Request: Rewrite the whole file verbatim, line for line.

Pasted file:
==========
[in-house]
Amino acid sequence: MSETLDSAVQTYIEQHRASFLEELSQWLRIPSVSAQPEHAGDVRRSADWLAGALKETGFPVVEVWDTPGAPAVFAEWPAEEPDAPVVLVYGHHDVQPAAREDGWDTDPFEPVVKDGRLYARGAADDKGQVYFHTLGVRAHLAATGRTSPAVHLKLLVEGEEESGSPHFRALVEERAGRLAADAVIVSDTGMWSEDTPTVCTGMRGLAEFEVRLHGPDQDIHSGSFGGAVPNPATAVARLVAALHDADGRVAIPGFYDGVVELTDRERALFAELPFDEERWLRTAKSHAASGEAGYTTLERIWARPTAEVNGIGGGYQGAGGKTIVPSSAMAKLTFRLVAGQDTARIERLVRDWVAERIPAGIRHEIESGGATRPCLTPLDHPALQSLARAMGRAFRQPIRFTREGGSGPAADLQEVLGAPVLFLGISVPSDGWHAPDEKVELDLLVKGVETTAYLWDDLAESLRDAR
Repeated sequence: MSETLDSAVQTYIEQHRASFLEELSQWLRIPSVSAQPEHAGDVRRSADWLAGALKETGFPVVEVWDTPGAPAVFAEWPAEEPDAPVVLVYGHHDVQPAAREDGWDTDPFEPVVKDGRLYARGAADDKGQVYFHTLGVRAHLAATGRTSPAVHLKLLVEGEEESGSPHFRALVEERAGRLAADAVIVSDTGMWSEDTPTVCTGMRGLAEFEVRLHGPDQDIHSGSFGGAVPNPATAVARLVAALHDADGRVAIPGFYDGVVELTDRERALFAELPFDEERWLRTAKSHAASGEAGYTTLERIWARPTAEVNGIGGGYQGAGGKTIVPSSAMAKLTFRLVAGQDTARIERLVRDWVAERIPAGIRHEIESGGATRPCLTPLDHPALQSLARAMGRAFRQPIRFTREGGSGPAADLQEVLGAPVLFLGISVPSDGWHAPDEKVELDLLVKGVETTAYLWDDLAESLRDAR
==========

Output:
[in-house]
Amino acid sequence: MSETLDSAVQTYIEQHRASFLEELSQWLRIPSVSAQPEHAGDVRRSADWLAGALKETGFPVVEVWDTPGAPAVFAEWPAEEPDAPVVLVYGHHDVQPAAREDGWDTDPFEPVVKDGRLYARGAADDKGQVYFHTLGVRAHLAATGRTSPAVHLKLLVEGEEESGSPHFRALVEERAGRLAADAVIVSDTGMWSEDTPTVCTGMRGLAEFEVRLHGPDQDIHSGSFGGAVPNPATAVARLVAALHDADGRVAIPGFYDGVVELTDRERALFAELPFDEERWLRTAKSHAASGEAGYTTLERIWARPTAEVNGIGGGYQGAGGKTIVPSSAMAKLTFRLVAGQDTARIERLVRDWVAERIPAGIRHEIESGGATRPCLTPLDHPALQSLARAMGRAFRQPIRFTREGGSGPAADLQEVLGAPVLFLGISVPSDGWHAPDEKVELDLLVKGVETTAYLWDDLAESLRDAR
Repeated sequence: MSETLDSAVQTYIEQHRASFLEELSQWLRIPSVSAQPEHAGDVRRSADWLAGALKETGFPVVEVWDTPGAPAVFAEWPAEEPDAPVVLVYGHHDVQPAAREDGWDTDPFEPVVKDGRLYARGAADDKGQVYFHTLGVRAHLAATGRTSPAVHLKLLVEGEEESGSPHFRALVEERAGRLAADAVIVSDTGMWSEDTPTVCTGMRGLAEFEVRLHGPDQDIHSGSFGGAVPNPATAVARLVAALHDADGRVAIPGFYDGVVELTDRERALFAELPFDEERWLRTAKSHAASGEAGYTTLERIWARPTAEVNGIGGGYQGAGGKTIVPSSAMAKLTFRLVAGQDTARIERLVRDWVAERIPAGIRHEIESGGATRPCLTPLDHPALQSLARAMGRAFRQPIRFTREGGSGPAADLQEVLGAPVLFLGISVPSDGWHAPDEKVELDLLVKGVETTAYLWDDLAESLRDAR